Wolves Evolve

Music

In my efforts to become smarter, I will occasionally revisit things of the past and try them again with a more educated set of senses. Case in point: Ulver’s 10th anniversary remix disc, 1993-2003: 1st Decade In The Machine. I think Jester Records sent me a copy to review for earPollution, and I’m pretty sure I didn’t get it.

And looking through the archives, I see that I never reviewed an Ulver record during the eP era, and I wonder if I hadn’t really discovered them yet.

Anyway, the remixes. I seem to recall only recognizing Fennesz, Merzbow, and Bogdan Raczynski. when I first saw the disc. Now, it reads as Ulver having a very hip circle of friends in the electronic music world. At first pass, I wonder if Ulver’s most hardened fans scratched their heads in confusion as well. Given the band’s direction on Perdition City and the following EPs, the list of participants makes a great deal of sense. And the record is certainly a glitch fest. Some of it is the sort of squealing tone waves that I’ve given myself clearance to no longer pretend I have to say kind things about (in the abstract, it is interesting; it just isn’t interesting to listen to), and some of it does take Ulver’s stripped down electronic lounge sound in interesting directions. As Ulver’s sound has continually changed from record to record, you start to wonder how you can talk about some of these aural efforts as being unlike anything Ulver has done because they could very well be the sound of the next record.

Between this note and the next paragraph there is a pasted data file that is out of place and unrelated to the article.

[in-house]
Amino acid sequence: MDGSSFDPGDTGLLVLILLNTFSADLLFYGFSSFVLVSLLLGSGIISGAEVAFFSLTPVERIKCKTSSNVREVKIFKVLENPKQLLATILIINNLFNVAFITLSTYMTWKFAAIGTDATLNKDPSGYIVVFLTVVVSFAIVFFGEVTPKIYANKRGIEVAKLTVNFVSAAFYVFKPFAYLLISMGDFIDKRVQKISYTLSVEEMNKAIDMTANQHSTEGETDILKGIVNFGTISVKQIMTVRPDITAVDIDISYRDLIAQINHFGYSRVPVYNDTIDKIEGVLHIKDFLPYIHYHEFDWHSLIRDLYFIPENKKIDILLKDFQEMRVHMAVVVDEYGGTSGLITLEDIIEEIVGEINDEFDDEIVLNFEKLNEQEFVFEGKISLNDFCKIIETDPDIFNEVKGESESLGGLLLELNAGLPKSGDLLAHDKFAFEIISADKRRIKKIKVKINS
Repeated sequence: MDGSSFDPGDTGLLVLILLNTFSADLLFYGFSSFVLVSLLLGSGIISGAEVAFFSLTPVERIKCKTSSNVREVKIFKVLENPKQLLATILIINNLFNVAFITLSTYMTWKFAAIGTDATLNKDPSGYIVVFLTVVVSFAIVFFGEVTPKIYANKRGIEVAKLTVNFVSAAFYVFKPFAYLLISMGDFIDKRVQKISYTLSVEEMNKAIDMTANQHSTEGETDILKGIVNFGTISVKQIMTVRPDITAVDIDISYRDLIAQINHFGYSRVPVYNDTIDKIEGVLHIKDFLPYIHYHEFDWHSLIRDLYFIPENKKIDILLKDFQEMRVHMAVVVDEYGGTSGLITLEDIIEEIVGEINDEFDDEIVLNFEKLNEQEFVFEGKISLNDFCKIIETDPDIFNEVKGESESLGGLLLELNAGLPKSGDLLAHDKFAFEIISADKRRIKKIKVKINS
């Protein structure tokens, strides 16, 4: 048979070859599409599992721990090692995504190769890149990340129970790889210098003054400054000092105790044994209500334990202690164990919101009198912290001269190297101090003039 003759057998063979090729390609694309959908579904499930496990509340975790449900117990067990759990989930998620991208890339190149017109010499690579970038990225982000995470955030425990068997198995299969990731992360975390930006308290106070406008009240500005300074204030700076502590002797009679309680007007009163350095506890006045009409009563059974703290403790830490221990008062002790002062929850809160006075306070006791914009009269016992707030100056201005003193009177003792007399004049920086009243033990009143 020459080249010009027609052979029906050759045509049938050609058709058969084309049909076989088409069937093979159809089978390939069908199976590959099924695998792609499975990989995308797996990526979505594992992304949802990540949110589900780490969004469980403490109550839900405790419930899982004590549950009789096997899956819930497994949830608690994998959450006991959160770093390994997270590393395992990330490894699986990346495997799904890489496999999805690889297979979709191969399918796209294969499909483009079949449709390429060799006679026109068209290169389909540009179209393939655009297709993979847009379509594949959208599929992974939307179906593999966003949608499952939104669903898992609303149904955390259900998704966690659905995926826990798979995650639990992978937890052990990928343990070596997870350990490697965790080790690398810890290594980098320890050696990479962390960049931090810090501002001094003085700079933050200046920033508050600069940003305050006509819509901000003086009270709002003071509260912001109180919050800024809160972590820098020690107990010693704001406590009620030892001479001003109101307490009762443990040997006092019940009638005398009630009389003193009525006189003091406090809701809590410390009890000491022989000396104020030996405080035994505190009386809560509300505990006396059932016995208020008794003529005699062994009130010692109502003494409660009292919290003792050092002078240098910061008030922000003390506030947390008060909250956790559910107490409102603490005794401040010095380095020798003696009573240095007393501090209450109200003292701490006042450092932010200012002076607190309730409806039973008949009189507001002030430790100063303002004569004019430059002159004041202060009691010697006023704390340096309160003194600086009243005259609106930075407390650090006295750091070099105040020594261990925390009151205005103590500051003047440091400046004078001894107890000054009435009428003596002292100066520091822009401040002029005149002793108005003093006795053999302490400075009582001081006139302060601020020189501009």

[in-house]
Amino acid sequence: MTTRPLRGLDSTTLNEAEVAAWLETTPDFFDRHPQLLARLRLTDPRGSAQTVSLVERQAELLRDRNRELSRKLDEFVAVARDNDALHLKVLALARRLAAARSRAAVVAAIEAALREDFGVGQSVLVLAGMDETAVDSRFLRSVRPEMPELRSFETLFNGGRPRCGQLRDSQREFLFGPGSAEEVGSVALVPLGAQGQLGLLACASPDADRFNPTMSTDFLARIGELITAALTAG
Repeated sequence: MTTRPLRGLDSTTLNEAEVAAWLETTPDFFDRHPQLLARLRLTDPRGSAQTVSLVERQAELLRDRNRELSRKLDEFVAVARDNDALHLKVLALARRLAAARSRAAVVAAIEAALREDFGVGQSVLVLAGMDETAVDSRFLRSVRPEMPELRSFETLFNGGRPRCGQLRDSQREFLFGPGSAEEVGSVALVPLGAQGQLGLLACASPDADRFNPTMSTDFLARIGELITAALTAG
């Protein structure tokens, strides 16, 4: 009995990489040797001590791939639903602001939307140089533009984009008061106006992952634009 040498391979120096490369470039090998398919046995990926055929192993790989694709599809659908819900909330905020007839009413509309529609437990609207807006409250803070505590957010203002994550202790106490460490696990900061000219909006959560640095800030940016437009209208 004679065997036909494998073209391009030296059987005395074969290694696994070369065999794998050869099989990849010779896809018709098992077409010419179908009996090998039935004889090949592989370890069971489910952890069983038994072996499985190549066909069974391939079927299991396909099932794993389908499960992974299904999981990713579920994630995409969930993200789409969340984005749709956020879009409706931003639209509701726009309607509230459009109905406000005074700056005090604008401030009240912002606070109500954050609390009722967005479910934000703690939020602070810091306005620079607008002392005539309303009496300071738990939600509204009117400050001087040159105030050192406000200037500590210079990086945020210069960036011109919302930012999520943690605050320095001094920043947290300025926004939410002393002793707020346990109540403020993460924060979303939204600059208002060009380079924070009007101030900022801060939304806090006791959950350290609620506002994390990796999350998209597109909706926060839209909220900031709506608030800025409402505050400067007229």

I’ve been waiting for War of the Roses to grow on me. I see that they’re releasing a live DVD from the Norwegian National Opera, and given the track listing, it should be an interesting listening experience. Visually too, if the live visuals for “Norwegian Gothic” (at the War of the Roses link listed above) are any indication.

Also, there is a track by track interview at the War of the Roses site that was conducted by the Freethinkers blog that is worth watching. (Oh, it’s a Pop record.) And Jørn’s quote–“The paradox always has a home with us”–sums up the Ulver sound so well.

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